The current management of chronic conditions contains a paradox. During the early stages of disease there is a greater opportunity to reduce the likelihood of clinical endpoints that have high costs, both personally and economically. Despite this, given current systems and constraints, patients typically have less interaction with healthcare professionals in these early stages and may only have clinical reviews once or twice a year. Providing these individuals with an opportunity to become experts in their condition at an early enough stage in its natural history is, therefore, paramount.
Historically, in Wales, healthcare providers have deployed educational courses, such as the X-PERT programme for patients with type 2 diabetes. These courses remain the gold standard in this context and are supported by evidence of effectiveness and continuing quality control (Deakin and Whitham, 2009). However, despite best efforts, data from a 2015 Diabetes UK audit in Wales demonstrated that only 1.2% of the 183 348 people known to have diabetes at that time had ever attended a recommended course. This information reinforces the concept that taught courses need to be part of a wider solution rather than the sole way of providing education to people with diabetes. Therefore, since 2014, a team from Swansea University School of Medicine have been exploring possible solutions that are both cost-effective and, importantly, scalable.
Using film to deliver information is now commonplace. The current generation of smartphone and tablet users are no longer choosing to interact with paper-based, leaflet-style methods and typically search for required content through established internet search engines (Colledge et al, 2008). However, the vast amount of information available makes it difficult to know what is appropriate and applicable to an individual’s health. Furthermore, it has not been established whether interacting with non-validated information in this manner impacts on ability to self-manage a chronic condition.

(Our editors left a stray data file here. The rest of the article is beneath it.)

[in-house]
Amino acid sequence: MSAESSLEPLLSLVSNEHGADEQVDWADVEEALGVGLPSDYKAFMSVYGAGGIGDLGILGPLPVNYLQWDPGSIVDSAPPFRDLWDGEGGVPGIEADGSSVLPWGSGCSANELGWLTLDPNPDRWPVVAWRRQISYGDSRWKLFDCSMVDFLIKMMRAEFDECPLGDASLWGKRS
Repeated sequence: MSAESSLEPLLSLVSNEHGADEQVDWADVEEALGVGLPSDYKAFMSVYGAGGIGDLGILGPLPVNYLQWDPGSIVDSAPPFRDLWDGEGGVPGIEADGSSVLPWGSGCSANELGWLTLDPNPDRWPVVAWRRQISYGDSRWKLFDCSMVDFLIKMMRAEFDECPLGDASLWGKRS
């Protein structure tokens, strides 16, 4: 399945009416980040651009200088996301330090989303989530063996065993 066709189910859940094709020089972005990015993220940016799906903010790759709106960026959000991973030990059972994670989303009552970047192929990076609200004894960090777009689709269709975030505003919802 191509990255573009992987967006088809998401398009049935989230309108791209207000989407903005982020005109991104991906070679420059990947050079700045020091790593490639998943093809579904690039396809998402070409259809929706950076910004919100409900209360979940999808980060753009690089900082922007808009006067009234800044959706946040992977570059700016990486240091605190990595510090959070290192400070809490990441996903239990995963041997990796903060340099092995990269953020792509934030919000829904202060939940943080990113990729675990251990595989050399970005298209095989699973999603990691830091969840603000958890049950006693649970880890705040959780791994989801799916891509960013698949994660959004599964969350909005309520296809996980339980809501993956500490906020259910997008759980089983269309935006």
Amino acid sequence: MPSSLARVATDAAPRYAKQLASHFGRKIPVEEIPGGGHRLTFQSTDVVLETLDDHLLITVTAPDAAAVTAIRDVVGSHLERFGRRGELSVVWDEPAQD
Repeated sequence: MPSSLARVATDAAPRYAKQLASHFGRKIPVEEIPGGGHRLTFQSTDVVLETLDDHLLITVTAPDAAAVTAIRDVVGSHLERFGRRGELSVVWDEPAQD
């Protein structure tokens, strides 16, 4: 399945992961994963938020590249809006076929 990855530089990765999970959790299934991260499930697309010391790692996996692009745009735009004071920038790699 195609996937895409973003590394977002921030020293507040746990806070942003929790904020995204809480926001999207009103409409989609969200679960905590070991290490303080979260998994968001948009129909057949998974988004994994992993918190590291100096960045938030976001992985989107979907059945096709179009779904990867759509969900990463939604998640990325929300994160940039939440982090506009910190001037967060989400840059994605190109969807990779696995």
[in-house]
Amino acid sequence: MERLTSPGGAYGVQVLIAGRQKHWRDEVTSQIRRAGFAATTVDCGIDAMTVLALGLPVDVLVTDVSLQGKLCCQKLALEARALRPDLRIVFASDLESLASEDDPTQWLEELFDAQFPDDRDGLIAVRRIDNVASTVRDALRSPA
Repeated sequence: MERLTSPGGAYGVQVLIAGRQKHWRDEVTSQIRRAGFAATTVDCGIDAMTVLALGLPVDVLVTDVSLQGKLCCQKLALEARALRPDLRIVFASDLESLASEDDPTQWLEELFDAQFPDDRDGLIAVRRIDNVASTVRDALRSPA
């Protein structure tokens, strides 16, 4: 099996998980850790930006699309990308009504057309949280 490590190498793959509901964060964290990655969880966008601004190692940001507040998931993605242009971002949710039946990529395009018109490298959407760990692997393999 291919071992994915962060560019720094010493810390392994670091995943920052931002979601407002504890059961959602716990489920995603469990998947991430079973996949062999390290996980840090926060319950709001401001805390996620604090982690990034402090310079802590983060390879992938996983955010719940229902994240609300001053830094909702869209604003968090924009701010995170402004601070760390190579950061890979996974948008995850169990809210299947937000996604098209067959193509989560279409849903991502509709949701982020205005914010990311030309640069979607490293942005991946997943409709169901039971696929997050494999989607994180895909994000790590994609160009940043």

In 2014, a film company, eHealth Digital Media (EHDM), approached the diabetes services in Wales with a concept of developing both content and a platform for chronic conditions, including diabetes. EHDM’s Creative Director, Kimberley Littlemore, has many years of experience making behaviour-changing films. Whilst working for the BBC in Africa for the charity Comic Relief, she was responsible for the production of an award-winning film in 2012 starring David Tennant, known for his role as Dr Who, which generated £5 million for the charity in 5 minutes.
EHDM’s work is based extensively on self-determination theory, which states that, when individuals derive feelings of autonomy, competence and relatedness about a specific issue, they are more likely to change behaviour patterns. For health-related matters, autonomy allows patients to be at the centre of managing their condition, competence allows them to become experts in their condition and relatedness links the delivery of the content to their clinicians, such that they feel connected and part of a dynamic and trusted relationship beyond the clinical setting (Williams et al, 2009).
A working group was established in the summer of 2014, including representatives from Swansea University, Diabetes UK Cymru, the Welsh Endocrine and Diabetes Society, Diabetes Research Unit Cymru, Abertawe Bromorgannwg University Health Board, Hywel Dda University Board and EHDM. This group generated six initial short films under the logo and platform of PocketMedic.
The content focused on basic information about diabetes and contained a number of commentaries from patients. The topics included an introduction to diabetes, medication and monitoring, and practical encouragement from people with diabetes. The films were then reviewed by patient reference groups in the localities described and by Research and Development teams from two separate Health Boards. Along with the films, EHDM developed a streaming-based delivery system that allowed healthcare professionals to easily prescribe the content, allowing patients to open the films on their personal devices.